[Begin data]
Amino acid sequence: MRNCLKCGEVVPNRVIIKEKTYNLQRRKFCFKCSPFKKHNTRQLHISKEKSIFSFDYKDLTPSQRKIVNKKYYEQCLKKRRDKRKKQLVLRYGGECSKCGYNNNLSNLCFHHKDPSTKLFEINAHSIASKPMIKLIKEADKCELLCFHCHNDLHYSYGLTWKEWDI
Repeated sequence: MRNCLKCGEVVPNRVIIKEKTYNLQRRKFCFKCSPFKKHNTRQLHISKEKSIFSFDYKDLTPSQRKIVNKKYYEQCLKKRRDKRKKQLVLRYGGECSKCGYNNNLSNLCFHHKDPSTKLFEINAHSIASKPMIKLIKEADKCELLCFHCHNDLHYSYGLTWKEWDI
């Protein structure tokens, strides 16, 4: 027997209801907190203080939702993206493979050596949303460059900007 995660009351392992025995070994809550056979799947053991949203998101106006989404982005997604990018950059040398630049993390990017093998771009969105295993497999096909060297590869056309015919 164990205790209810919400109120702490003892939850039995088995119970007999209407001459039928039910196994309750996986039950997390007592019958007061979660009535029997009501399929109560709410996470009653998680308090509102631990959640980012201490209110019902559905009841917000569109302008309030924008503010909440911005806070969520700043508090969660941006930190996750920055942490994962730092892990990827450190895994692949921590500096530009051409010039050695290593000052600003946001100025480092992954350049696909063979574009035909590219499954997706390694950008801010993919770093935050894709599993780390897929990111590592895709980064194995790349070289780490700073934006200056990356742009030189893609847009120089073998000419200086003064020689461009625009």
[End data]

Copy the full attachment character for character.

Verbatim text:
Amino acid sequence: MRNCLKCGEVVPNRVIIKEKTYNLQRRKFCFKCSPFKKHNTRQLHISKEKSIFSFDYKDLTPSQRKIVNKKYYEQCLKKRRDKRKKQLVLRYGGECSKCGYNNNLSNLCFHHKDPSTKLFEINAHSIASKPMIKLIKEADKCELLCFHCHNDLHYSYGLTWKEWDI
Repeated sequence: MRNCLKCGEVVPNRVIIKEKTYNLQRRKFCFKCSPFKKHNTRQLHISKEKSIFSFDYKDLTPSQRKIVNKKYYEQCLKKRRDKRKKQLVLRYGGECSKCGYNNNLSNLCFHHKDPSTKLFEINAHSIASKPMIKLIKEADKCELLCFHCHNDLHYSYGLTWKEWDI
């Protein structure tokens, strides 16, 4: 027997209801907190203080939702993206493979050596949303460059900007 995660009351392992025995070994809550056979799947053991949203998101106006989404982005997604990018950059040398630049993390990017093998771009969105295993497999096909060297590869056309015919 164990205790209810919400109120702490003892939850039995088995119970007999209407001459039928039910196994309750996986039950997390007592019958007061979660009535029997009501399929109560709410996470009653998680308090509102631990959640980012201490209110019902559905009841917000569109302008309030924008503010909440911005806070969520700043508090969660941006930190996750920055942490994962730092892990990827450190895994692949921590500096530009051409010039050695290593000052600003946001100025480092992954350049696909063979574009035909590219499954997706390694950008801010993919770093935050894709599993780390897929990111590592895709980064194995790349070289780490700073934006200056990356742009030189893609847009120089073998000419200086003064020689461009625009």